Boyle McCauley News

Since 1979 • May 2020 • Circulation 5500

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Tony Eats In

The finished product. Tony Forchetta

Yo, how’s it goin’? I know everybody is stressed these days, and your old buddy Tony is no exception. Me and Missus Tony ain’t spent this much time together since we was first married. Our favourite spots are all closed down, and somehow eating fancy chow in your bathrobe or sweats just ain’t the same.

I heard last week that it was now mandatory to wear a mask at home. Not to protect you as much as stop you from eating. I wonder how many folks stocked up on groceries and toilet paper and then went on an eating binge and blew through the majority of both.

So, with all the frantic stuff going on and people trying to make their own sourdough at home – I figure this was a good time to maybe just eat at home for a change. Your old buddy Tony knows his way around the kitchen just a little bit, and having Teresa’s Italian Centre Shop close by it’s a good excuse to eat in. So this time around I’m gonna throw you a little wisdom and share a ricetta with ya. Prego!

Tony’s Forchetta’s Bucatini all’Amatriciana

This dish is amazing in its simplicity and rich in flavour. It is attributed to Amatrice, a small town in northern Lazio, that sadly experienced a tragic earthquake on August 26, 2014. The dish does not have an abundance of seasoning. Both the guanciale and cheeses are quite salty, so there is no need for any additional salt. Guanciale is a cured bacon made from the cheek meat, which is very tender and fatty. Pecorino Romano is a harder cheese made from sheep’s milk and Parmigiano Reggiano is the king of cheese from the North. All products are available at the Italian Centre Shop. You can easily double the recipe to make more for your friends or family.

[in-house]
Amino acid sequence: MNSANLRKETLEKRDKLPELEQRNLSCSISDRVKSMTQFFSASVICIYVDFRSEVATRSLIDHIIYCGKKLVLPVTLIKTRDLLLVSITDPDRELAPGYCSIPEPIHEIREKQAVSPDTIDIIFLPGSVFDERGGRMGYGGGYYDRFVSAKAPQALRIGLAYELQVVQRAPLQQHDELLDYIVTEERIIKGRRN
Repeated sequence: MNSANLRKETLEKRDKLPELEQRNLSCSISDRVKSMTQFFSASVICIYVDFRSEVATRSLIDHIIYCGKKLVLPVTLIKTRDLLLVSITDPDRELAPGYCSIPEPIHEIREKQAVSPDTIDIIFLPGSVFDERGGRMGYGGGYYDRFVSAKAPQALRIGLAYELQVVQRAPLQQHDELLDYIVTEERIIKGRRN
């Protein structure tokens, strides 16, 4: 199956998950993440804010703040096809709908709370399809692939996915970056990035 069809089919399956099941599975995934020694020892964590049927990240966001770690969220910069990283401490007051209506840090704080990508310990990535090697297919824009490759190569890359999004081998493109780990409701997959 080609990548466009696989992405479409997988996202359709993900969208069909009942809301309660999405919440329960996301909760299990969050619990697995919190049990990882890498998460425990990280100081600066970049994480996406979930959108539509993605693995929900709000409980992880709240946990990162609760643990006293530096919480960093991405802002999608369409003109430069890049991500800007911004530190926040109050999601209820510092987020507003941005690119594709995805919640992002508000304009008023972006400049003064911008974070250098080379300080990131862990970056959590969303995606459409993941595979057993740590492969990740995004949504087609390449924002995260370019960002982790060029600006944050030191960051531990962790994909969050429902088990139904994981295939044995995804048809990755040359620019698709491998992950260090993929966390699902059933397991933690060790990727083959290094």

Serves 2
Time: 20-30 minutes

Ingredienti

  • 1 Package of good quality dried Bucatini (Rustichella d’abruzzo or Molisana)
  • 4 fresh Roma Tomatoes cut into large pieces.
  • 4 thick slices of Guanciale cut into small 1-2 cm chunks. (Panchetta or Bacon will work)
  • Good quality Olive Oil
  • Grated Pecorino Romano
  • Grated Parmigiano Reggiano
  • Pepperoncino secco (Dried red chile flakes)

Put a large pot of water on to boil and salt it with three big tablespoons of salt.

Put the guanciale into a cold pan and place on the stove over med-low heat. Let it slowly render the fat and crisp, this will take a few minutes. Relax, have a glass of wine.

Once the water is at a rolling boil, grab enough pasta for two people. Maybe half the package? And cook to its directions, usually 11-12 minutes. Read the package.

Once the guanciale has rendered the fat, you’ll have crisp bacon bit-like pieces and a lot of fat in the pan. Increase the heat to medium-high and add the tomatoes and chile flakes (just a pinch – you can’t take them out but you can add more). You can cover the pan to help steam and break down the tomatoes until they are soft, so about 5-6 minutes.

Your pasta should be almost done by now, so drain it and reserve the water.

Check your tomato and gaunciale. They should be still in chunks, but you can easily crush them with a fork. Add about ½ cup of the pasta water to help thin the sauce, just a small ladle at a time. Toss in your cooked Bucatini, mix with the tomato and guanciale, and remove from the heat.

Cover with a healthy handful of both cheeses and toss again and serve. Drizzle a decent shot of good olive oil over each and dig in.

Tony lives in McCauley.

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